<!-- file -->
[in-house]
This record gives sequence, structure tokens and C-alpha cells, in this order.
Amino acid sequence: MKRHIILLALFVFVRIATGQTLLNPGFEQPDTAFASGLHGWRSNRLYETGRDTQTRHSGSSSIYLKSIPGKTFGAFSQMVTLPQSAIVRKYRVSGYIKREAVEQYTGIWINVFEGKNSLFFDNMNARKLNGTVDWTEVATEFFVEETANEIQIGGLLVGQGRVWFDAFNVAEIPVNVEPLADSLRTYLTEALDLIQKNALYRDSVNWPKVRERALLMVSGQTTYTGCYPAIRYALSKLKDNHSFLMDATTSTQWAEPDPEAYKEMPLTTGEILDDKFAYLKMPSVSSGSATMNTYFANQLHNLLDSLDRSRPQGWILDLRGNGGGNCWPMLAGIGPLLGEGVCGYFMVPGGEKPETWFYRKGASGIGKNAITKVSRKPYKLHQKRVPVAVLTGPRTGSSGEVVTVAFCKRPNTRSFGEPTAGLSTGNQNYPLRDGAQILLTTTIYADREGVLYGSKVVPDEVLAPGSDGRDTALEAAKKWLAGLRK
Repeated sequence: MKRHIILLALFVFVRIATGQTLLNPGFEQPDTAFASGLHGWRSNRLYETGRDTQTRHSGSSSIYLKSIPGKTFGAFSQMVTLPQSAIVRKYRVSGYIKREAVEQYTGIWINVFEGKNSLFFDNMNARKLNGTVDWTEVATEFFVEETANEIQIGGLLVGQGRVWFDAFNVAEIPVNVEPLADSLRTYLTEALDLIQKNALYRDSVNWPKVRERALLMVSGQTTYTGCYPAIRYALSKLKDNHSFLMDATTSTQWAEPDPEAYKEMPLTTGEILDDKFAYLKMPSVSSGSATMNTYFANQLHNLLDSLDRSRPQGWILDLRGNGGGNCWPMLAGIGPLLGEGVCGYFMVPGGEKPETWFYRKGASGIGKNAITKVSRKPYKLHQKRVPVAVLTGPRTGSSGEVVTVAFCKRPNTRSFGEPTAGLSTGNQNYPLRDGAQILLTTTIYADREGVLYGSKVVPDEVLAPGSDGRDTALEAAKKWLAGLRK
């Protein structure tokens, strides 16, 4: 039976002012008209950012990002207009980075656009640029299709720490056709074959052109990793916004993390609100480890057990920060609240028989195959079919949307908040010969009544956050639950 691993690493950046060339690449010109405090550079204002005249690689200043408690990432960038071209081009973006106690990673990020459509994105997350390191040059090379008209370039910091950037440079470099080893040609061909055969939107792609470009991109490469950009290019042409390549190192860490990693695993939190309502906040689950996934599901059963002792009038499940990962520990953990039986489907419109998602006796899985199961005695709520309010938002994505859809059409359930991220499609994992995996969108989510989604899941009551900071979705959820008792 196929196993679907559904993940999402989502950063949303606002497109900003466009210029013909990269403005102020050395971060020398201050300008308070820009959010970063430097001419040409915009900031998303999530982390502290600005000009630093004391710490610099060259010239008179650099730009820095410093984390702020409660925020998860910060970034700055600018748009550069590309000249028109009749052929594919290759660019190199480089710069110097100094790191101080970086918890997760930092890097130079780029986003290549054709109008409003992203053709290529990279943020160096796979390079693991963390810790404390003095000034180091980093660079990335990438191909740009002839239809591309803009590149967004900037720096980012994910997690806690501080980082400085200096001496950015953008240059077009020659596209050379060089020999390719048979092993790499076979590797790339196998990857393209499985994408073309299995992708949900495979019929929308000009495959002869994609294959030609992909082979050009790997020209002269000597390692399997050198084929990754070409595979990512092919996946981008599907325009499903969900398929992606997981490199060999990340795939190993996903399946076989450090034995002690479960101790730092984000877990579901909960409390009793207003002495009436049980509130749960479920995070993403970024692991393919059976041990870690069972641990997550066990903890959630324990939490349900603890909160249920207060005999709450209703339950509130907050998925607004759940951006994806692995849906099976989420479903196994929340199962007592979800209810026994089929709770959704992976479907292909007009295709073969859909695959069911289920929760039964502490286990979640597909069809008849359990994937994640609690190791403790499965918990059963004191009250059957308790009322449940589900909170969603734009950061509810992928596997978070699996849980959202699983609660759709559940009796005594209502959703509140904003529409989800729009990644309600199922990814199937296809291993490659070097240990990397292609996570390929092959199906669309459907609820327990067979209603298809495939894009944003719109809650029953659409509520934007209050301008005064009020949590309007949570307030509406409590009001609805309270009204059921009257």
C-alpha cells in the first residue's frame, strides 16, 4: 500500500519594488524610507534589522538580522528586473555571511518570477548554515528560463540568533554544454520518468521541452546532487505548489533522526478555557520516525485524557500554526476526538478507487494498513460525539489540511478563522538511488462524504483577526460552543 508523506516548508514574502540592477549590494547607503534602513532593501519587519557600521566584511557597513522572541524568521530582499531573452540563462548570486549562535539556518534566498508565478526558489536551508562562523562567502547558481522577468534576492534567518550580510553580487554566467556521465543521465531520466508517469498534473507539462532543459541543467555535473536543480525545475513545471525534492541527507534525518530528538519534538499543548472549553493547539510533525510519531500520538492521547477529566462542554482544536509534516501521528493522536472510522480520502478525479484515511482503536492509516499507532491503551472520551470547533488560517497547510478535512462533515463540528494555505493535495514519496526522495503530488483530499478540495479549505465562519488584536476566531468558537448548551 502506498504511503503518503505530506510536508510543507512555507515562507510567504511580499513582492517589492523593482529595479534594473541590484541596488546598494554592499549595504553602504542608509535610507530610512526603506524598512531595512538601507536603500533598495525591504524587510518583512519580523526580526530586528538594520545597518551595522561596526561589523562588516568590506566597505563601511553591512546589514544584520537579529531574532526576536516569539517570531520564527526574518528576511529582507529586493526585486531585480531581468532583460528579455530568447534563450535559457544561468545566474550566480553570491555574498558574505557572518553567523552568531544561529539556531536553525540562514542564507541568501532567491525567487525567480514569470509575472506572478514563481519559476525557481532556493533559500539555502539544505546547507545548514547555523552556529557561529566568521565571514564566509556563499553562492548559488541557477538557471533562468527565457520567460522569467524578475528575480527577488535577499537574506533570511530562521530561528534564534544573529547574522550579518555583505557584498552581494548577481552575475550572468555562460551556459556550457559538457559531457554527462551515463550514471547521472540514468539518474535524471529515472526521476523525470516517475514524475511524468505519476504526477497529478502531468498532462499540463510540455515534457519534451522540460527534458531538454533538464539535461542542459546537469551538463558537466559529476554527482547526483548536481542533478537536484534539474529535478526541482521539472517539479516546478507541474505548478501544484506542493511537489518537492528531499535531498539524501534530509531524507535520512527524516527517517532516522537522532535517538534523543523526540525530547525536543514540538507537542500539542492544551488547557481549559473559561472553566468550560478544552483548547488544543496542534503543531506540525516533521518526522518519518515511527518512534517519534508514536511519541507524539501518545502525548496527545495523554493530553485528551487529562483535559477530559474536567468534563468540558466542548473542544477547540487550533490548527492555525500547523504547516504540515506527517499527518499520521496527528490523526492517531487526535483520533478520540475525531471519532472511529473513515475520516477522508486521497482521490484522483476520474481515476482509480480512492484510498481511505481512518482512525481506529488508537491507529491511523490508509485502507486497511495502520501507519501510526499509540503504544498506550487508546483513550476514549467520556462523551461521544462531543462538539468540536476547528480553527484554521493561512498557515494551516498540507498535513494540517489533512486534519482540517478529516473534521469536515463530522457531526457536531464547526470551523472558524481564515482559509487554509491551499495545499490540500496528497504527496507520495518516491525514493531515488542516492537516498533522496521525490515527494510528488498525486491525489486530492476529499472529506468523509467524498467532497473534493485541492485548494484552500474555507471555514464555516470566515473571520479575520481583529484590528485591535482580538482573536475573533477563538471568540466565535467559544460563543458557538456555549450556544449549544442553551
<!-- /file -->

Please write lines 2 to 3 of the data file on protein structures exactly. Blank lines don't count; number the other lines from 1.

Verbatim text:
This record gives sequence, structure tokens and C-alpha cells, in this order.
Amino acid sequence: MKRHIILLALFVFVRIATGQTLLNPGFEQPDTAFASGLHGWRSNRLYETGRDTQTRHSGSSSIYLKSIPGKTFGAFSQMVTLPQSAIVRKYRVSGYIKREAVEQYTGIWINVFEGKNSLFFDNMNARKLNGTVDWTEVATEFFVEETANEIQIGGLLVGQGRVWFDAFNVAEIPVNVEPLADSLRTYLTEALDLIQKNALYRDSVNWPKVRERALLMVSGQTTYTGCYPAIRYALSKLKDNHSFLMDATTSTQWAEPDPEAYKEMPLTTGEILDDKFAYLKMPSVSSGSATMNTYFANQLHNLLDSLDRSRPQGWILDLRGNGGGNCWPMLAGIGPLLGEGVCGYFMVPGGEKPETWFYRKGASGIGKNAITKVSRKPYKLHQKRVPVAVLTGPRTGSSGEVVTVAFCKRPNTRSFGEPTAGLSTGNQNYPLRDGAQILLTTTIYADREGVLYGSKVVPDEVLAPGSDGRDTALEAAKKWLAGLRK